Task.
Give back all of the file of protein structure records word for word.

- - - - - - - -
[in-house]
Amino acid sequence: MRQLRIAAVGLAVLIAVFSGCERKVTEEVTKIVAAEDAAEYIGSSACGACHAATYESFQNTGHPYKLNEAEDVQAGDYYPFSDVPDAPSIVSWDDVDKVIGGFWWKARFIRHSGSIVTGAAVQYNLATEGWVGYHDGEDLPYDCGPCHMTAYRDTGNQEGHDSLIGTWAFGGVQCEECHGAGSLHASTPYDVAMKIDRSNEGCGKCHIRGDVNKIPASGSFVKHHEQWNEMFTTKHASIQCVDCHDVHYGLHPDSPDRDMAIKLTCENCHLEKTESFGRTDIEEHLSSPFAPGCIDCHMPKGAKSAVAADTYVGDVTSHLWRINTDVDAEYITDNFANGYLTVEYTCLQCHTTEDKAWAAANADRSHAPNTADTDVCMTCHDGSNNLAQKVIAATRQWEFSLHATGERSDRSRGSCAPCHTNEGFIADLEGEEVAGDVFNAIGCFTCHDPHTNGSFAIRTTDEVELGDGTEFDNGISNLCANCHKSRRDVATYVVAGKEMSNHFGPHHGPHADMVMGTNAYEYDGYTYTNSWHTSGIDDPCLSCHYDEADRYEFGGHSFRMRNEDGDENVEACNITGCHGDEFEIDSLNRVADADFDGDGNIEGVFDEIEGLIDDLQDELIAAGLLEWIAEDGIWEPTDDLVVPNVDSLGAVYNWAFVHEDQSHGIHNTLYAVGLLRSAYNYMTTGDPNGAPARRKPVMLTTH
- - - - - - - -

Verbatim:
[in-house]
Amino acid sequence: MRQLRIAAVGLAVLIAVFSGCERKVTEEVTKIVAAEDAAEYIGSSACGACHAATYESFQNTGHPYKLNEAEDVQAGDYYPFSDVPDAPSIVSWDDVDKVIGGFWWKARFIRHSGSIVTGAAVQYNLATEGWVGYHDGEDLPYDCGPCHMTAYRDTGNQEGHDSLIGTWAFGGVQCEECHGAGSLHASTPYDVAMKIDRSNEGCGKCHIRGDVNKIPASGSFVKHHEQWNEMFTTKHASIQCVDCHDVHYGLHPDSPDRDMAIKLTCENCHLEKTESFGRTDIEEHLSSPFAPGCIDCHMPKGAKSAVAADTYVGDVTSHLWRINTDVDAEYITDNFANGYLTVEYTCLQCHTTEDKAWAAANADRSHAPNTADTDVCMTCHDGSNNLAQKVIAATRQWEFSLHATGERSDRSRGSCAPCHTNEGFIADLEGEEVAGDVFNAIGCFTCHDPHTNGSFAIRTTDEVELGDGTEFDNGISNLCANCHKSRRDVATYVVAGKEMSNHFGPHHGPHADMVMGTNAYEYDGYTYTNSWHTSGIDDPCLSCHYDEADRYEFGGHSFRMRNEDGDENVEACNITGCHGDEFEIDSLNRVADADFDGDGNIEGVFDEIEGLIDDLQDELIAAGLLEWIAEDGIWEPTDDLVVPNVDSLGAVYNWAFVHEDQSHGIHNTLYAVGLLRSAYNYMTTGDPNGAPARRKPVMLTTH